Comelec records show that in the  1998 elections, there were 17,458 positions vied for, including those for President and Vice-President.  There were 64,336 who filed their certificate of candidacy. Of this, there were 561 cases that the Commission heard which belong to the class of petitions to disqualify, petition to declare one a nuisance candidate or petition to deny due course to a certificate of candidacy or to cancel certificate of candidacy. This is roughly 3% of total positions vied for. In 2001 elections, we should have more than 17,458 positions because although we will not vote for the position of President and Vice-President, there will be twenty three (23) positions in the Autonomous Region of Muslim Mindanao (ARMM) in the list to be voted for. In addition, some provinces, cities and municipalities may have their classifications upgraded by then and will thus enjoy a bigger membership in their sanggunians. These figures give us a clue as to the number of cases that will be filed with the Commission after the deadline for filing of COCs.

Granting that we will have the same number of cases of this nature in 2001 election even if there will be more positions to be vied for, and this is not to include yet all other cases that will be filed with the Commission – the scenario is already very burdensome.

Consider that there are only 2 divisions in the Commission to hear these 561 cases exclusive of the others of different class. It is like having 2 courts only for these cases in the entire country. Worse, in case of appeal from the Division ruling, the case goes up to the Commission en banc which means it is still US hearing or resolving the case. This explains why some of the cases of this nature are resolved only after election.

To make the elections orderly, it is necessary that we issue resolutions in these cases before the election. How can we cope when the period to hear and resolve them before election is too short?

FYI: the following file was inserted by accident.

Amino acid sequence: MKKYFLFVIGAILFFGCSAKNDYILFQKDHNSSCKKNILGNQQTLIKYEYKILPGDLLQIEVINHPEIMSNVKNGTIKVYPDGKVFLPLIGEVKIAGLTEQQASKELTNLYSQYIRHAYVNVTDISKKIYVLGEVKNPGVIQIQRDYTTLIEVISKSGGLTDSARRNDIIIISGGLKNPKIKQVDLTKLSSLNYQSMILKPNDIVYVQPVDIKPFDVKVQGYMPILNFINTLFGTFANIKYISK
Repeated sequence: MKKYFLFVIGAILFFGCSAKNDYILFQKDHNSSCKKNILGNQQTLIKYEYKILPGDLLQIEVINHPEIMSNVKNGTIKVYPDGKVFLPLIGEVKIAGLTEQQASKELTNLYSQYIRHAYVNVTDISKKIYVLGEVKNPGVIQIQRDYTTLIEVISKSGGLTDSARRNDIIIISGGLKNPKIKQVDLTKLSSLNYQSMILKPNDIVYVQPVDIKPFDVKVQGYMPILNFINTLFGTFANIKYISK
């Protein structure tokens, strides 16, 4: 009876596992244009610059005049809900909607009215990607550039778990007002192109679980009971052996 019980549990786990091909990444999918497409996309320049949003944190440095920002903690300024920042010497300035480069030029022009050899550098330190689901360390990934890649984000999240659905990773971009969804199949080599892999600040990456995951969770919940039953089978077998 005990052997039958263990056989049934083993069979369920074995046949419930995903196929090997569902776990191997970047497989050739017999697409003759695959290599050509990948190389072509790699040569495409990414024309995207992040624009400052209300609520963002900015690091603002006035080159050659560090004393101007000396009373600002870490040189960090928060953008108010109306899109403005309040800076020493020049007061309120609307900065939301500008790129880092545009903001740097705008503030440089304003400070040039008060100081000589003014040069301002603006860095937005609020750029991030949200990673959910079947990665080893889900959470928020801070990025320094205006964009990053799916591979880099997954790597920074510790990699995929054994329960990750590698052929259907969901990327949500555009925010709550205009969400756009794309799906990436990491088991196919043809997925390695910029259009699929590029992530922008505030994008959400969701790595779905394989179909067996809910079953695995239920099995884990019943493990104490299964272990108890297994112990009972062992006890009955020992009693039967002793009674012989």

There is an added but stronger reason to advance the dates for filing certificates of candidacy other than the above.

Partial automation in the 2001 elections will take place. The target is fifty percent (50%) of the votes will be covered by the automated vote counting system and the remaining fifty percent (50%) will use manual counting of votes.

In manual counting of votes, COMELEC issues ballots where the voters write the names of the candidates he is voting for. But where automated vote counting is in use, the ballots contain the pre-printed names of all the candidates and the voters puts a mark before the pre-printed name of the candidate to indicate his vote. That mark is the one counted by the automated counting machine. The machine produces a consolidated report of all votes counted for each candidate and it prints an election return where all votes of the different candidates are reflected.

Printing of ballots for manual counting is simple but printing of ballots for automated counting is sophisticated. Ballots for manual count are in blank because the voter fills it up with the names of the candidates he has chosen. Hence, the time to print them, the time to verify their serial numbers, time to pack and ship to their destinations are the only ones factored in the ballot preparation. But in preparing ballots for automated count, the candidates’ names to be pre-printed in the ballot must already exclude those who are declared nuisance candidates, those disqualified, and those whose certificate of candidacy had been denied due course or cancelled. Which means that the Commission must have finished hearing and have, in fact, resolved all these cases by then. This can only be done if enough lead time is given to the Commission to resolve petitions of this kind.

Otherwise, the names of those who should not be voted for anymore will still be in the ballot and cause confusion to the votes. A good numbers of these votes will be wasted and that is disenfranchisement of voters.

All these made imperative the advancing of the dates of filing of COCs.

In Sec. 29 of R.A. 6646, it provides:chanroblesvirtuallawlibrary
 

    "Sec. 29. Designation of Other Dates for Certain Pre-election Acts. If it should no longer be reasonably possible to observe the periods and dates prescribed by law for certain pre-election acts, the Commission shall fix other periods and dates in order to ensure accomplishment of the activities so voters shall not be deprived of the right of suffrage."

Similarly in Sec. 28 of R.A. 8436 it provides:chanroblesvirtuallawlibrary
 

    "Sec. 28. Designation of other Dates for Certain Pre-election Acts. If it should no longer be reasonably possible to observe the periods and dates prescribed by law for certain pre-election acts, the Commission shall fix other periods and dates in order to ensure accomplishment of the activities so voters shall not be deprived of their suffrage."